2. Banh Xeo

This delicious crepe-like savoury pancake is often served with seafood or pork, onions, oil, lettuce and other condiments.

3. Banh Mi

The French influence in the region is obvious when considering the popularity of the fresh baguette in Vietnam. Take crusty bread and stuff it with pork or ham, coriander, salad and pickled condiments and you've got a favourite lunch or breakfast treat for locals and travellers alike.

4. Cha gio (fried Spring Roll):

“Chả giò” (or Nem Rán in the North) is one of the most popular traditional Vietnamese food. The main ingredients of a roll of “chả giò” are commonly seasonal ground meat, mushrooms, and diced vegetables such as carrots and jicama, rolled up in a sheet of moist rice paper. The roll is then deeply fried until the rice paper coat turns crispy and golden brown.

5. Gỏi cuốn (fresh Spring Roll)

Gỏi cuốn is a Vietnamese dish traditionally consisting of pork, prawn, vegetables, bún (rice vermicelli), and other ingredients wrapped in Vietnamese bánh tráng (commonly known as rice paper). They are served at room temperature (or cooled) and are not deep fried or cooked on the outside. It is listed at number 30 on World's 50 most delicious foods complied by CNN Go in 2011. Fresh gỏi cuốn has gained popularity among Vietnam’s neighboring countries and in the western hemisphere as well. These rolls are considered to be a very popular appetizer among customers in Vietnamese restaurants.

6. Fresh Fruit

When in Vietnam, take the opportunity to try exotic fruits not widely available elsewhere in the world. Rambutan, persimmon, mangosteen, dragon fruit, jackfruit and durian are all delicious snacks that can be bought cheaply from markets and roadside stalls.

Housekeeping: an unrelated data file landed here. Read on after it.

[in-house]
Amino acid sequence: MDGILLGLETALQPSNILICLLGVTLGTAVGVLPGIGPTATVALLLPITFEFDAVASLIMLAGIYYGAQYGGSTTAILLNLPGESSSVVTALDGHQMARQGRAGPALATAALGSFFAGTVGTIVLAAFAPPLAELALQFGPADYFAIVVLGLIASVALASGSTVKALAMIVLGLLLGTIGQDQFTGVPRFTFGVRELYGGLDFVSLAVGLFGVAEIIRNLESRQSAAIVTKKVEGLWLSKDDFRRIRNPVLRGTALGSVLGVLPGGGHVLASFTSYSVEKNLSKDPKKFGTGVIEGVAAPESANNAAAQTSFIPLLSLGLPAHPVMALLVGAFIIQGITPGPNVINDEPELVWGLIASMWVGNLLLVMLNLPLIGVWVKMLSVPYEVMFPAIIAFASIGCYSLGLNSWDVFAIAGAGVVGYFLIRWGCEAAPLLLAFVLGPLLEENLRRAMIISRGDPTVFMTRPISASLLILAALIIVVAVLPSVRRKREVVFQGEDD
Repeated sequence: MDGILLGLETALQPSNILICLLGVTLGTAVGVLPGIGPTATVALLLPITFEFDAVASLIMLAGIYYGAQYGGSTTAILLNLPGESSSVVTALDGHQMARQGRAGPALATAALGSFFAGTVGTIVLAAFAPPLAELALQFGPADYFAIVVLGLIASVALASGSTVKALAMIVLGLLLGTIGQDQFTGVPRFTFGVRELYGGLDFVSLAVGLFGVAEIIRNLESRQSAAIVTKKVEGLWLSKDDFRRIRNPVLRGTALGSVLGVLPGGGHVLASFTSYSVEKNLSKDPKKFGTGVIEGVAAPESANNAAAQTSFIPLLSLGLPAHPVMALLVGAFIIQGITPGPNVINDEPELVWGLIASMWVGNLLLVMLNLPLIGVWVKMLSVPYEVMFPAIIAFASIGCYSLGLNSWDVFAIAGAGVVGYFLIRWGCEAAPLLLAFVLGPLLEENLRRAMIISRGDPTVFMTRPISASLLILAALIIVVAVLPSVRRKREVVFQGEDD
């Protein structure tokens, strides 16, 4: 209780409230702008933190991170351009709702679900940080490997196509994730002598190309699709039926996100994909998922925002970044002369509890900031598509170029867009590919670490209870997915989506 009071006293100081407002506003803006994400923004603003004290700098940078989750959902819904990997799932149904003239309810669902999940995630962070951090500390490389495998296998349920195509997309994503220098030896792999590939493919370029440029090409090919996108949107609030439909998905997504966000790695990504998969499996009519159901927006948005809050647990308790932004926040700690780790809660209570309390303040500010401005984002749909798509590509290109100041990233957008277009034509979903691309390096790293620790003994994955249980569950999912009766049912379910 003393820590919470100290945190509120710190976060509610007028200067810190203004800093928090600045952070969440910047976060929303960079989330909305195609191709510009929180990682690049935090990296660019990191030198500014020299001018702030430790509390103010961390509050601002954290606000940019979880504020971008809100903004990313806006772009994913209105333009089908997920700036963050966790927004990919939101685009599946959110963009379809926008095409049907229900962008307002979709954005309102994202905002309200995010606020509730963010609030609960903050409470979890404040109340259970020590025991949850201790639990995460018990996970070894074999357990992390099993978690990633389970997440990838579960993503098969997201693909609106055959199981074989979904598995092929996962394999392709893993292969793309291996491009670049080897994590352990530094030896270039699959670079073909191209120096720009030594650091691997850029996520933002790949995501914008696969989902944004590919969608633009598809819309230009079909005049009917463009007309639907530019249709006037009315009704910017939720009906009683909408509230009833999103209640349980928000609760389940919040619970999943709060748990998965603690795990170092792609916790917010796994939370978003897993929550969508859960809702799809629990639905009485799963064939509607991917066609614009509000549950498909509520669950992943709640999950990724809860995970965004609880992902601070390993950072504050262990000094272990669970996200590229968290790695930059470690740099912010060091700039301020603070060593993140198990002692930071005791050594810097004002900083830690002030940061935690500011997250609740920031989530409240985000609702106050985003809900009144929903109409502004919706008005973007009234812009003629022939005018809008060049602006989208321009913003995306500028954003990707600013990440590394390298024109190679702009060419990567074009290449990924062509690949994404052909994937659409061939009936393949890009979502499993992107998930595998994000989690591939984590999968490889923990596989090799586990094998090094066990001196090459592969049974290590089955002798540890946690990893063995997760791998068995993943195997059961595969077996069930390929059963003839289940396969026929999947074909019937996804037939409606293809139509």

It is not advisable to drink tap water in Vietnam. Bottled water is cheap and widely available.

Public holidays

 • TET (Vietnamese New Year): generally takes place at the end of January or early February and lasts for three days.
 • Liberation of Saigon: 30 April
 • International Worker’s Day: 1 May
 • Hung King’s memorial day: 10 March (lunar calendar)
 • Vietnamese National Day: 2 September

TET Travel Recommendation: we discourage to travel over the TET period. Transport is often fully booked or expensive. Lots of places are closed including restaurants, shops and key tourist sites.

Helpful tips

Tipping is a personal matter and travelers are encouraged to tip any amount they feel is appropriate. For your convenience, we have included a suggested tipping guide below:

 • Bellboy: $1-$2 per room
 • Chambermaid: $1 per day
 • Guides: $3-$10 per day, per person (depending on group size and performance)
 • Drivers: $2-$5 per day, per person (depending on group size and performance)
 • Restaurants: in smart establishments, you may find that the tip is already included in the bill. In local restaurants, tips are not expected but you may wish to leave loose change on the table.

Pre-departure checklist

 • Travel insurance
 • Passport with at least six months validity from date of entry
 • Photocopy of passport
 • Visa
 • Vaccinations
 • Foreign currency (US$) and/or ATM card
 • All relevant tickets
 • Reconfirmed flights
 • Light weight clothing (summer months and the south)
 • Warm clothing (mountainous regions and Hanoi in winter)
 • Appropriate shoes for trekking, cycling or walking
 • Insect repellent
 • Medication
 • First aid kit
 • Adaptor – 220V, 50Hz; 2 pin plugs
 • Small daypack (for day and overnight trips)
 • Water bottle and helmet (for cycling trips)